This little dream might fade
The opaque and ashen ache of stolen moments, and the often painful passage of time hangs heavy upon Hong Kong filmmaker Wong Kar-Wai, particularly in his masterpiece from 2000, In the Mood for Love. As anthem to the agony and ecstasy of close-lipped affection, this film, more than any other in Wong’s considerable oeuvre, is a Proust-like conjuration of memory and misgiving.
The second installment of a rather loose trilogy that began with Days of Being Wild (1990) and concluded with 2046 (2004), In the Mood for Love unravels in Hong Kong, 1962, centering on two neighbors living in a close quarters tenement house.
Maggie Cheung and Tony Leung shimmer as Su Li-zhen and Chow Mo-wan, the neighbors in question, who rightly suspect their respective spouses are having an affair. Leung and Cheung, it must be said again and again, are wondrous in these roles, and are every bit as iconic as Bogie and Bacall before them.
“The consummate unconsummated love story of the new millennium… Glances are exchanged, bodies brush against each other in hallways, hands are tentatively held…and then their buildup simply fades away before our very eyes.”
– David Fear, Time Out New York
And the moon and the stars and the world
The fugitive motions and fleeting looks of chiming clocks, the whorling of smoke rising from a cigarette, and the sentimental croon of Nat King Cole superabound Wong’s elegant period drama. Mr. Chow is something of a journalist, Mrs. Chan is a secretary for a shipping company, and soon the two of them will find themselves in the ephemeral fog of anguish, contrition, and the sweetest nostalgia.
As next-door neighbors in close approximation they soon discover that their spouses are always absent at the same time. Their lives intersect more and more and soon a strange and strained relationship forms between them both. As a sensual memory piece In the Mood for Love is luminous, and the slowly simmering romance therein is an inextricable blending of physicality and formalism.
“Wong Kar-wai leaves the cheating couple offscreen. Movies about adultery are almost always about the adulterers, but the critic Elvis Mitchell observes that the heroes here are ‘the characters who are usually the victims in a James M. Cain story.’ Their spouses may sin in Singapore, Tokyo or a downtown love hotel, but they will never sin on the screen of this movie, because their adultery is boring and commonplace, while the reticence of Chow and Su elevates their love to a kind of noble perfection.”
– Roger Ebert
Are you still mine? Were you ever?
A sad resignation haunts Mr. Chow and Mrs. Chan, moments of pure cinema truss pair as when they pass one another in the cramped corridor, or in slow motion as they’re tracked moving down one of the tiny tenement staircases.
Hazy, and dreamlike visuals come courtesy of Wong’s frequent collaborator, superstar cinematographer Christopher Doyle, and later his replacement, the somewhat more serene Mark Li Ping-bin (familiar to many as the DP of Taiwanese legend Hou Hsiao-hsien).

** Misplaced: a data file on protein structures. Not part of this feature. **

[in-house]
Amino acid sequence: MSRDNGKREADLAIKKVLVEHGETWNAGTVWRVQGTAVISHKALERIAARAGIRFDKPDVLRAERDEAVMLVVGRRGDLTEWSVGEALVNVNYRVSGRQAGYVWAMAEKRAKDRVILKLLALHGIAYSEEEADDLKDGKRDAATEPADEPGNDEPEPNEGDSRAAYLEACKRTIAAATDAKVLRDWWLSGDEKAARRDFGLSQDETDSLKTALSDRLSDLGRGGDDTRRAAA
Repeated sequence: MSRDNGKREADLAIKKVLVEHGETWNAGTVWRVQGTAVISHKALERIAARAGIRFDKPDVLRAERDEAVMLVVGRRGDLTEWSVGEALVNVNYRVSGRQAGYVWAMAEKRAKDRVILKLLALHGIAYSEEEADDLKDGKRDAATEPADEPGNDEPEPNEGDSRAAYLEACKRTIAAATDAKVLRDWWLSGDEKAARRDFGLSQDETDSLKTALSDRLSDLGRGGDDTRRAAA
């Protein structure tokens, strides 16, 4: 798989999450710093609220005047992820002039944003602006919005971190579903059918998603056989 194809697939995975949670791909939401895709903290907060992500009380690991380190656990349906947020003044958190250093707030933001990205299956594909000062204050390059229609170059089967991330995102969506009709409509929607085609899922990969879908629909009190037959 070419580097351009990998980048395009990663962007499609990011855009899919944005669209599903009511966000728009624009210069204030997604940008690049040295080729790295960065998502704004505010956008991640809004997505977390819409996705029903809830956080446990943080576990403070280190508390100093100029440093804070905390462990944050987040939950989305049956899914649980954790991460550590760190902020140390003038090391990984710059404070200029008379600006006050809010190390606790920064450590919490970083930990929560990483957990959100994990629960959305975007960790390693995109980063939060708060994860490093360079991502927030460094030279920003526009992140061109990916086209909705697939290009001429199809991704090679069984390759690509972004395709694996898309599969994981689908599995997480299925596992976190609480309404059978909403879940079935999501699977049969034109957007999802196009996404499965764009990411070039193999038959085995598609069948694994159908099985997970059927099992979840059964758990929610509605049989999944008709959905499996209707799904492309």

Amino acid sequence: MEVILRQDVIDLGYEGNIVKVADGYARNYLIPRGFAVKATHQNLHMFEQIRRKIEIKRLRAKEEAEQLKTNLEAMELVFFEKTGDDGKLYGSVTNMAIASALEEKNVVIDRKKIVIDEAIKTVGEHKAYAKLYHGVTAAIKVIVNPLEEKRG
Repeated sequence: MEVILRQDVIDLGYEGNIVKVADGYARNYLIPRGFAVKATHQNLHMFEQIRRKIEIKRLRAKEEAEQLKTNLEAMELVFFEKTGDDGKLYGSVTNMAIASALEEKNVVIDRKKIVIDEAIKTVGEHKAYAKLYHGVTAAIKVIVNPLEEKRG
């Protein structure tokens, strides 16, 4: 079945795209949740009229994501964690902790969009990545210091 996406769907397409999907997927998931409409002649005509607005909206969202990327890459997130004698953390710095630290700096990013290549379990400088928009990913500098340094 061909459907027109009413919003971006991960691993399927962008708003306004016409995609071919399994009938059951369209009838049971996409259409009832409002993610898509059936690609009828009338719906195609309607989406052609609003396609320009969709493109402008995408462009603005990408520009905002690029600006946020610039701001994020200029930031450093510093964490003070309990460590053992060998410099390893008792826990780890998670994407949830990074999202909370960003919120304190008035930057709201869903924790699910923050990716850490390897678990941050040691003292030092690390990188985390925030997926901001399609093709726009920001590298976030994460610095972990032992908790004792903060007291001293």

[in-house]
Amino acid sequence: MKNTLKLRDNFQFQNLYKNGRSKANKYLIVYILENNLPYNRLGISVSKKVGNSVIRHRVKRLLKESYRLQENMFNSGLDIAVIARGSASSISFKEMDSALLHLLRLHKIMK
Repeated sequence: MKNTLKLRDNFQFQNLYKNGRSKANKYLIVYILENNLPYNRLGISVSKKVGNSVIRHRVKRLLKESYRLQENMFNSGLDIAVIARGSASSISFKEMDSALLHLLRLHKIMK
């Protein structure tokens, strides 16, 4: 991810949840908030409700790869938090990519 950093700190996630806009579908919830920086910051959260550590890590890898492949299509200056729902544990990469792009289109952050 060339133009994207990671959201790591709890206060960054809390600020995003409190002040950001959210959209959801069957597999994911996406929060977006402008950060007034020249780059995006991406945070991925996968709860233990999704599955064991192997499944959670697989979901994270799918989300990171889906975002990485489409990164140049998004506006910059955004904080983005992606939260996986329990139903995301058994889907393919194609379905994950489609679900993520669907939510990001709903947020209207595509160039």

Deeper textures surface as the prying camera seems to almost eavesdrop on the couple as they soon find excuses to spend time with one another.
At a time when Hong Kong was socially extremely conservative, men didn’t spend time with women who weren’t their spouse, and their behaviour begins to draw suspicion. Perhaps this factors into their repression, which is truly only reckless for little more than an instant, but this buttoned-up appetite adds up to overwhelming urgency which will eventually drive them apart.
Beautiful hours move so quickly
The period details are never perfunctory and are essentially perfect––the cheong-san dresses that Maggie Cheung wears throughout the film are breathtaking in design and in detail.
The unfeigned hearts and flowers evoked by the soundtrack also adds to the atmosphere––Nat King Cole’s titular love song sweetly stings alongside the Bryan Ferry version as well as traditional pingtan and Beijing operas nestled among Shanghai pop music from the era. If these superlatives give the impression that In the Mood for Love is a tour de force, that’s exactly right.
“Filming In the Mood for Love was the most difficult experience of my career… [Problems] with censors, the departure of some members of my crew, and the challenge of telling an intimate story about only two people. We were physically and emotionally exhausted… “
– Wong Kar-Wai
Oh, is it any wonder?
In the Mood for Love was supposed to be made fast, dirty, and on the cheap, in a fashion not unlike Chungking Express (1994). Maybe it was inevitable that this project, a long gestating follow-up to Days of Being Wild, concerned with pain and longing, should inflict similar damage on its designer, for Wong’s anguish is palpable in every loving, wistful, and spectacularly detailed frame.
The bright colors and unconventional compositions that Wong’s name became synonymous with in the 1990s is here faultlessly fulfilled, even when hemmed in. In the Mood for Love renders on an intimate scale the intersection of misery and euphoria, of romance in retrospect, and makes it into cinema’s saddest song of love lost to history.
Author Bio: Shane Scott-Travis is a film critic, screenwriter, comic book author/illustrator and cineaste. Currently residing in Vancouver, Canada, Shane can often be found at the cinema, the dog park, or off in a corner someplace, paraphrasing Groucho Marx. Follow Shane on Twitter @ShaneScottravis.